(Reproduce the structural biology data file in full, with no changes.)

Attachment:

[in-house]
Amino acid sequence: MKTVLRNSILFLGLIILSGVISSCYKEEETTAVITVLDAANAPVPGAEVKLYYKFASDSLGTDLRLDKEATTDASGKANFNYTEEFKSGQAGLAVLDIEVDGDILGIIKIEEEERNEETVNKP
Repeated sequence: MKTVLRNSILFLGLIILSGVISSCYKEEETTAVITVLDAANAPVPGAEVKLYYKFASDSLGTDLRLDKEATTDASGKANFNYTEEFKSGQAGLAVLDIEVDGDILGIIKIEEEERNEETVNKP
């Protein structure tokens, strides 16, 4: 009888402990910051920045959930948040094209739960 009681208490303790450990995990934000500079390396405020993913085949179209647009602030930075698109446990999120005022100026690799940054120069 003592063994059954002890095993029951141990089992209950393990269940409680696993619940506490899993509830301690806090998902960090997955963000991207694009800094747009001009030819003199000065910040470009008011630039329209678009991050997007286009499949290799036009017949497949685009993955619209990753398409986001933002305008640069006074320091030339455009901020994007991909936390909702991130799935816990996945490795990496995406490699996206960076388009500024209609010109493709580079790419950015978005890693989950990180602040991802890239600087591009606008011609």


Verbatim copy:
[in-house]
Amino acid sequence: MKTVLRNSILFLGLIILSGVISSCYKEEETTAVITVLDAANAPVPGAEVKLYYKFASDSLGTDLRLDKEATTDASGKANFNYTEEFKSGQAGLAVLDIEVDGDILGIIKIEEEERNEETVNKP
Repeated sequence: MKTVLRNSILFLGLIILSGVISSCYKEEETTAVITVLDAANAPVPGAEVKLYYKFASDSLGTDLRLDKEATTDASGKANFNYTEEFKSGQAGLAVLDIEVDGDILGIIKIEEEERNEETVNKP
């Protein structure tokens, strides 16, 4: 009888402990910051920045959930948040094209739960 009681208490303790450990995990934000500079390396405020993913085949179209647009602030930075698109446990999120005022100026690799940054120069 003592063994059954002890095993029951141990089992209950393990269940409680696993619940506490899993509830301690806090998902960090997955963000991207694009800094747009001009030819003199000065910040470009008011630039329209678009991050997007286009499949290799036009017949497949685009993955619209990753398409986001933002305008640069006074320091030339455009901020994007991909936390909702991130799935816990996945490795990496995406490699996206960076388009500024209609010109493709580079790419950015978005890693989950990180602040991802890239600087591009606008011609």